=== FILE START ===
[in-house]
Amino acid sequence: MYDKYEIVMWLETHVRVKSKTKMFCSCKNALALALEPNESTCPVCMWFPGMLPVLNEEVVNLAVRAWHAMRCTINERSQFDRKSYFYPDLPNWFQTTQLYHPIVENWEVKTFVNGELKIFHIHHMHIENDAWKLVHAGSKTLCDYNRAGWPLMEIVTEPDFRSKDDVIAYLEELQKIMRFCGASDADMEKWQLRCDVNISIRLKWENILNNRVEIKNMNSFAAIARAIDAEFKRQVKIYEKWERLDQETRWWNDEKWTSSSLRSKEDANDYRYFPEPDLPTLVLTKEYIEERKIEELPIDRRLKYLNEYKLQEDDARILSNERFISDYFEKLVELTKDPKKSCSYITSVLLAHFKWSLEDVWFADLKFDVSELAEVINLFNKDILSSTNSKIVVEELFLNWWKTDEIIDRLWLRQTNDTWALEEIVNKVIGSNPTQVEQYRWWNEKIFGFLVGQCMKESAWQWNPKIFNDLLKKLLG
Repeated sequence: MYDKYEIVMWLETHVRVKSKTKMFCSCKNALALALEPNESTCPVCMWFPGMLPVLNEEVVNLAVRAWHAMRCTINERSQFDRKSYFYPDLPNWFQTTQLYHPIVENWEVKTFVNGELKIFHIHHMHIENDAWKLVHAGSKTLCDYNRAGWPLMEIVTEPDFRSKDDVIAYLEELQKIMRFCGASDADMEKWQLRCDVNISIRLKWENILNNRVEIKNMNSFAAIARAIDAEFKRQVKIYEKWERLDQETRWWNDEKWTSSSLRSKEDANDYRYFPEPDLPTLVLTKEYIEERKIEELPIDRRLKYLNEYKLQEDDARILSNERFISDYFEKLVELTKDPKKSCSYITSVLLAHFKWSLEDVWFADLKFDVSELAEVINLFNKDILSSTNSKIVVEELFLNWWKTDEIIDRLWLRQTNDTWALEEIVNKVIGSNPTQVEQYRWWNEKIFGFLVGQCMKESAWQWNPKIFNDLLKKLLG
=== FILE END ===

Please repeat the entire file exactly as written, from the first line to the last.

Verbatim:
[in-house]
Amino acid sequence: MYDKYEIVMWLETHVRVKSKTKMFCSCKNALALALEPNESTCPVCMWFPGMLPVLNEEVVNLAVRAWHAMRCTINERSQFDRKSYFYPDLPNWFQTTQLYHPIVENWEVKTFVNGELKIFHIHHMHIENDAWKLVHAGSKTLCDYNRAGWPLMEIVTEPDFRSKDDVIAYLEELQKIMRFCGASDADMEKWQLRCDVNISIRLKWENILNNRVEIKNMNSFAAIARAIDAEFKRQVKIYEKWERLDQETRWWNDEKWTSSSLRSKEDANDYRYFPEPDLPTLVLTKEYIEERKIEELPIDRRLKYLNEYKLQEDDARILSNERFISDYFEKLVELTKDPKKSCSYITSVLLAHFKWSLEDVWFADLKFDVSELAEVINLFNKDILSSTNSKIVVEELFLNWWKTDEIIDRLWLRQTNDTWALEEIVNKVIGSNPTQVEQYRWWNEKIFGFLVGQCMKESAWQWNPKIFNDLLKKLLG
Repeated sequence: MYDKYEIVMWLETHVRVKSKTKMFCSCKNALALALEPNESTCPVCMWFPGMLPVLNEEVVNLAVRAWHAMRCTINERSQFDRKSYFYPDLPNWFQTTQLYHPIVENWEVKTFVNGELKIFHIHHMHIENDAWKLVHAGSKTLCDYNRAGWPLMEIVTEPDFRSKDDVIAYLEELQKIMRFCGASDADMEKWQLRCDVNISIRLKWENILNNRVEIKNMNSFAAIARAIDAEFKRQVKIYEKWERLDQETRWWNDEKWTSSSLRSKEDANDYRYFPEPDLPTLVLTKEYIEERKIEELPIDRRLKYLNEYKLQEDDARILSNERFISDYFEKLVELTKDPKKSCSYITSVLLAHFKWSLEDVWFADLKFDVSELAEVINLFNKDILSSTNSKIVVEELFLNWWKTDEIIDRLWLRQTNDTWALEEIVNKVIGSNPTQVEQYRWWNEKIFGFLVGQCMKESAWQWNPKIFNDLLKKLLG